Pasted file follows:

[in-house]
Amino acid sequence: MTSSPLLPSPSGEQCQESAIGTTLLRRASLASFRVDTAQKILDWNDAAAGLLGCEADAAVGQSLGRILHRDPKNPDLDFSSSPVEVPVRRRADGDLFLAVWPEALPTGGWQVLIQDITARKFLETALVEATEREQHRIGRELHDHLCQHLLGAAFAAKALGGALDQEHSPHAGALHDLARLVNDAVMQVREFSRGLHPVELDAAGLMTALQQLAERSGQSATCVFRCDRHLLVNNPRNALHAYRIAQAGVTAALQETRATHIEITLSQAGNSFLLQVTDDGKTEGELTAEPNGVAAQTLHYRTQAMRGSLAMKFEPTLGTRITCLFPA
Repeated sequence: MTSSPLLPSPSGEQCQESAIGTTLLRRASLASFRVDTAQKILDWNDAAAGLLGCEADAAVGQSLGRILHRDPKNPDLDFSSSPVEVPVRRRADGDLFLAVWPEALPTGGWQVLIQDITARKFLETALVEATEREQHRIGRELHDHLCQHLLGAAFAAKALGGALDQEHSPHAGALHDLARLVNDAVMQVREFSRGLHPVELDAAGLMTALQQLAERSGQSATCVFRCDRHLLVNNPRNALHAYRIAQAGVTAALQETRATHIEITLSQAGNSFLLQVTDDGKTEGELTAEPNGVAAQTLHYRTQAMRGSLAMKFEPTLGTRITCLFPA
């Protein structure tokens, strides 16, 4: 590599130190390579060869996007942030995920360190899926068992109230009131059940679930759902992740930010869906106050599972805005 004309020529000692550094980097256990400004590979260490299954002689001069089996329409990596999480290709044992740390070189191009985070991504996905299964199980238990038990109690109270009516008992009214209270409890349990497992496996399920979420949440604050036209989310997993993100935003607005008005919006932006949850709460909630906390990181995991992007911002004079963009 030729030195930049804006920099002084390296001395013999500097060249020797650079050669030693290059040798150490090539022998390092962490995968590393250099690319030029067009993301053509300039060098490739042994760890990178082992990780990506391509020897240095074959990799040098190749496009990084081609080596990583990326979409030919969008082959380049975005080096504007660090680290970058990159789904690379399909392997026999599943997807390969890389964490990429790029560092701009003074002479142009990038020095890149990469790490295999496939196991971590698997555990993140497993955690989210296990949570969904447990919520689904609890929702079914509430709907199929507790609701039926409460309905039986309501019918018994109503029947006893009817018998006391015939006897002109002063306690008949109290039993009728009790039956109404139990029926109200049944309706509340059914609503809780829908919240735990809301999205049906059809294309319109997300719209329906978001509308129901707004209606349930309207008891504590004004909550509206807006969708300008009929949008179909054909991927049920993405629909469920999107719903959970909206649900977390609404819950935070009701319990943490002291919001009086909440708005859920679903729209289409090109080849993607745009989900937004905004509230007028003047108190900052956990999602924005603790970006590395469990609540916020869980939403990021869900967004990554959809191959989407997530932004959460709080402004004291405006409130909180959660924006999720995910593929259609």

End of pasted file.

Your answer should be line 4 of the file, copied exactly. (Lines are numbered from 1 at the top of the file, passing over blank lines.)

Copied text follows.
């Protein structure tokens, strides 16, 4: 590599130190390579060869996007942030995920360190899926068992109230009131059940679930759902992740930010869906106050599972805005 004309020529000692550094980097256990400004590979260490299954002689001069089996329409990596999480290709044992740390070189191009985070991504996905299964199980238990038990109690109270009516008992009214209270409890349990497992496996399920979420949440604050036209989310997993993100935003607005008005919006932006949850709460909630906390990181995991992007911002004079963009 030729030195930049804006920099002084390296001395013999500097060249020797650079050669030693290059040798150490090539022998390092962490995968590393250099690319030029067009993301053509300039060098490739042994760890990178082992990780990506391509020897240095074959990799040098190749496009990084081609080596990583990326979409030919969008082959380049975005080096504007660090680290970058990159789904690379399909392997026999599943997807390969890389964490990429790029560092701009003074002479142009990038020095890149990469790490295999496939196991971590698997555990993140497993955690989210296990949570969904447990919520689904609890929702079914509430709907199929507790609701039926409460309905039986309501019918018994109503029947006893009817018998006391015939006897002109002063306690008949109290039993009728009790039956109404139990029926109200049944309706509340059914609503809780829908919240735990809301999205049906059809294309319109997300719209329906978001509308129901707004209606349930309207008891504590004004909550509206807006969708300008009929949008179909054909991927049920993405629909469920999107719903959970909206649900977390609404819950935070009701319990943490002291919001009086909440708005859920679903729209289409090109080849993607745009989900937004905004509230007028003047108190900052956990999602924005603790970006590395469990609540916020869980939403990021869900967004990554959809191959989407997530932004959460709080402004004291405006409130909180959660924006999720995910593929259609």